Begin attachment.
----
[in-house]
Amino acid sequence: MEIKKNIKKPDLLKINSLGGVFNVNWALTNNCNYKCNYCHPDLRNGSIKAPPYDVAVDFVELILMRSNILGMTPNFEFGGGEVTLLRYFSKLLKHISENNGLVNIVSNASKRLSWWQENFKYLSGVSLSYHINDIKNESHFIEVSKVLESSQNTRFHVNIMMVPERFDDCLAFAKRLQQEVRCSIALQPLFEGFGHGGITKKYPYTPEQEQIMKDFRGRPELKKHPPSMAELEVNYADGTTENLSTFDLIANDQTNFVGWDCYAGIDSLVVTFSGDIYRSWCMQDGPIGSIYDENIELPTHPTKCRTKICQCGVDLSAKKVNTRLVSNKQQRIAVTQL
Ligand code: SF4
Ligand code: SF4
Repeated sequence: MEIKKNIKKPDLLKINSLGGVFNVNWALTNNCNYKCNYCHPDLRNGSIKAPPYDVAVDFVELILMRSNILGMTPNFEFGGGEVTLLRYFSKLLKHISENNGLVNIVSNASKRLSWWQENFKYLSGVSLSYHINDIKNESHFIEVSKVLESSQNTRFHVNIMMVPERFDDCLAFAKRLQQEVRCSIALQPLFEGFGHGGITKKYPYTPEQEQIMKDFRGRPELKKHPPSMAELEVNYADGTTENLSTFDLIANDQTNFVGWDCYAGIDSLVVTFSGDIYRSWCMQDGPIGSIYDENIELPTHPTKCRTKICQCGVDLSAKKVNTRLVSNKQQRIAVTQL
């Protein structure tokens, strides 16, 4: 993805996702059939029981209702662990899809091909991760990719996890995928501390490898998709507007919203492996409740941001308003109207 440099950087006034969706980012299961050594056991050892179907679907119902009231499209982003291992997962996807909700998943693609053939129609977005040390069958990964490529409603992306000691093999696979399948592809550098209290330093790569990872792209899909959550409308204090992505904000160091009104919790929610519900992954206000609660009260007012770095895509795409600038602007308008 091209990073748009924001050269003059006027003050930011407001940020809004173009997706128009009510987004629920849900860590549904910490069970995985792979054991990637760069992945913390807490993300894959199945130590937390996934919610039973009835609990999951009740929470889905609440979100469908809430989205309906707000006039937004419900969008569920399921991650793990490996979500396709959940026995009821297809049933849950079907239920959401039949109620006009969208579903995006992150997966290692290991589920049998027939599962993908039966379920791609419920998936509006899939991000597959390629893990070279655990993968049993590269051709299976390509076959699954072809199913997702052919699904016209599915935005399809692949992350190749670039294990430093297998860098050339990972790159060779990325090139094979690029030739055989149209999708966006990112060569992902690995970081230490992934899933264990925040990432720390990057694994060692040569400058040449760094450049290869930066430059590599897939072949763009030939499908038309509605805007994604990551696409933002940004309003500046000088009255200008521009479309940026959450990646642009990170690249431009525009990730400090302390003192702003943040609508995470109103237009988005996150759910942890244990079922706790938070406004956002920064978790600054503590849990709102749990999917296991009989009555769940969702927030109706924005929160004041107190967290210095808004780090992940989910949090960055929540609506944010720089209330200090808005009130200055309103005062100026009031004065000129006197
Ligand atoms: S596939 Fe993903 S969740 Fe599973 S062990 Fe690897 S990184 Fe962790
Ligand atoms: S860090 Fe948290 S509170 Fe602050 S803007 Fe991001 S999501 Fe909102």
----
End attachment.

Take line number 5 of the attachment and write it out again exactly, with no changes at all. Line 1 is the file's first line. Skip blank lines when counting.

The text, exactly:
Repeated sequence: MEIKKNIKKPDLLKINSLGGVFNVNWALTNNCNYKCNYCHPDLRNGSIKAPPYDVAVDFVELILMRSNILGMTPNFEFGGGEVTLLRYFSKLLKHISENNGLVNIVSNASKRLSWWQENFKYLSGVSLSYHINDIKNESHFIEVSKVLESSQNTRFHVNIMMVPERFDDCLAFAKRLQQEVRCSIALQPLFEGFGHGGITKKYPYTPEQEQIMKDFRGRPELKKHPPSMAELEVNYADGTTENLSTFDLIANDQTNFVGWDCYAGIDSLVVTFSGDIYRSWCMQDGPIGSIYDENIELPTHPTKCRTKICQCGVDLSAKKVNTRLVSNKQQRIAVTQL